The state of Tennessee recently passed a new Internet crime statute that makes it a crime to send disturbing messages to another person. A recent U.S. Politics Today report states that under this new law, law enforcement will gain access to suspects’ online activities from Internet providers and social networks as part of their investigation. This expands on the states current harassment law that makes it illegal to merely target an individual via electronic means.
A person will be charged with a Class A misdemeanor if communicate with a targeted individual by knowingly sending electronic messages or images in a manner that will intimidate, frighten or cause emotional distress, or the intended target is emotionally distressed, intimidated or frightened as a result of the electronic communication. The penalties include fines and jail time.
Some legal commentators express concern over the new law’s effect on free speech now that prohibited activities include the general posting of images on the Internet. There is also Internet privacy concerns in regards to law enforcement’s ability to obtain court orders and warrants to review a person’s online history.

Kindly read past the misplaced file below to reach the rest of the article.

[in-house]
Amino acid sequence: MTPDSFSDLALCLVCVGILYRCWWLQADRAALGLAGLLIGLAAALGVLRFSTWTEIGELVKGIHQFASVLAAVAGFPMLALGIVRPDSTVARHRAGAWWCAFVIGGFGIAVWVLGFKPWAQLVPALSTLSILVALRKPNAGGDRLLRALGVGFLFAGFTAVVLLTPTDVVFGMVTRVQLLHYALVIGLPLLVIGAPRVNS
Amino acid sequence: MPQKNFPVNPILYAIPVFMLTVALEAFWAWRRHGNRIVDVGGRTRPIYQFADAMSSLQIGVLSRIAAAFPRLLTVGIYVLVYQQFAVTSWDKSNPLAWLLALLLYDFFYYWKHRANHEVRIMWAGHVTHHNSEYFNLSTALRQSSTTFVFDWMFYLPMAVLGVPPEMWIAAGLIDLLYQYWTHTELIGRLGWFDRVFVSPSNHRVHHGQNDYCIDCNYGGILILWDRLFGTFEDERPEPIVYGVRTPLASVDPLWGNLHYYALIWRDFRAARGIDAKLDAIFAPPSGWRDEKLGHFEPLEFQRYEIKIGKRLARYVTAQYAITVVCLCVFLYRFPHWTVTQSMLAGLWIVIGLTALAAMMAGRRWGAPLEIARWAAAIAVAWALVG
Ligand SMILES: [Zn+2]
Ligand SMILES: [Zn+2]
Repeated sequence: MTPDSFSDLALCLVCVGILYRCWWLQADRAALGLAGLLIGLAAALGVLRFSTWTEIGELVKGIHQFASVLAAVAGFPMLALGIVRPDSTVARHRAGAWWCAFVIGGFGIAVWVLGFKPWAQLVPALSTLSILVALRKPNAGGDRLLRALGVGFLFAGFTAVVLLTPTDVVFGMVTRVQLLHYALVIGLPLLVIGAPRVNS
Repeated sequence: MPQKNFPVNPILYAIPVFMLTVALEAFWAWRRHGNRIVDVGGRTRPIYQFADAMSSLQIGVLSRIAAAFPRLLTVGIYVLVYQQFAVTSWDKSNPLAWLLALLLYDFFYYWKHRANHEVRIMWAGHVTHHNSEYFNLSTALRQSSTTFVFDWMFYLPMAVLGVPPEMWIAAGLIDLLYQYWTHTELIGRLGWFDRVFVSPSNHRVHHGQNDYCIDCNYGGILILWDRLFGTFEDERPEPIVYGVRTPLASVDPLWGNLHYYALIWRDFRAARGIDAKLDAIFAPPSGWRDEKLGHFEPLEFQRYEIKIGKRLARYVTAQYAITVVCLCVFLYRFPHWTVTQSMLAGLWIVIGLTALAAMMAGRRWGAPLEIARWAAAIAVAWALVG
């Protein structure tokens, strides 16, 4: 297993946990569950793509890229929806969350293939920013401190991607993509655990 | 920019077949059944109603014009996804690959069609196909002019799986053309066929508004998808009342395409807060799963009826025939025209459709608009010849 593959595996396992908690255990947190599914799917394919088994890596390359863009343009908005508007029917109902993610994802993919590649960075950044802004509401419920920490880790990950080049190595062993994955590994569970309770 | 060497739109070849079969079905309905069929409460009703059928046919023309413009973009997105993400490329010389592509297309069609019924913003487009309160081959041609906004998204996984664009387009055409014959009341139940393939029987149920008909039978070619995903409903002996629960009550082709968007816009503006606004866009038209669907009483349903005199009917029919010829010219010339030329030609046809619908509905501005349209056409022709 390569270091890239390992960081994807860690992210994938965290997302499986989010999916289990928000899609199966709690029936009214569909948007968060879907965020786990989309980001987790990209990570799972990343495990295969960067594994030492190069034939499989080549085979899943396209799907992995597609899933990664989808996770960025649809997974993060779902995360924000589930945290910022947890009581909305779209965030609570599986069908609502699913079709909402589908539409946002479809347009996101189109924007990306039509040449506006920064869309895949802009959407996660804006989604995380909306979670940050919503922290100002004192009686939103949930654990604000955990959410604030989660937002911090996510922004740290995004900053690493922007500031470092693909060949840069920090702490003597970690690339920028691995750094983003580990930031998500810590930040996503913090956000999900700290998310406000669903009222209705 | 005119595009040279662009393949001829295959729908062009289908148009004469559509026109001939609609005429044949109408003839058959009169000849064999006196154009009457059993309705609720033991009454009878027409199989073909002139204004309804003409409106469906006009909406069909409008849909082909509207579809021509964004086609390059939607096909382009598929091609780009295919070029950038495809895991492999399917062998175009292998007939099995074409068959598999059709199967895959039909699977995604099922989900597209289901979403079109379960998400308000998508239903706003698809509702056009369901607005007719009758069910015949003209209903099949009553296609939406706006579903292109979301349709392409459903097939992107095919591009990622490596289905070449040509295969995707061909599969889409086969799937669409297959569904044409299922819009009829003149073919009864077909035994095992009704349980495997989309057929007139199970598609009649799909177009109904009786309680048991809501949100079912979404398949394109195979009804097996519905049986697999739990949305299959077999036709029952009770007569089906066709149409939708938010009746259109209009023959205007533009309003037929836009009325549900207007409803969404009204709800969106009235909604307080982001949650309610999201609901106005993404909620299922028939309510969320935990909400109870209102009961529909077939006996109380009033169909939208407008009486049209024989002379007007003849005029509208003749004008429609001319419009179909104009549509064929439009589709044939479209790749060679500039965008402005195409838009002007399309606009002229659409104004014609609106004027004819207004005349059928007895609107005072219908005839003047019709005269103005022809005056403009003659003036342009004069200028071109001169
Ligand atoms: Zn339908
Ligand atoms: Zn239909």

Only time will tell whether or not other states, including Colorado, will follow suit and expand their harassment laws to govern what people can post on the Internet and what they cannot post. Colorado law makes it a crime to threaten or harass a person using electronic means such as email, instant messaging or Internet chat. Harassment is a Class 3 misdemeanor in Colorado. If the targeted individual was targeted because of his or her race, nationality, ancestry, color or religion, then it is a Class 1 misdemeanor. If you are charged with harassment and believe you are innocent, you will need an experienced Castle Rock criminal defense attorney who has a proven track record with harassment cases. Your attorney will review your case and assess whether or not your actions constitute harassment.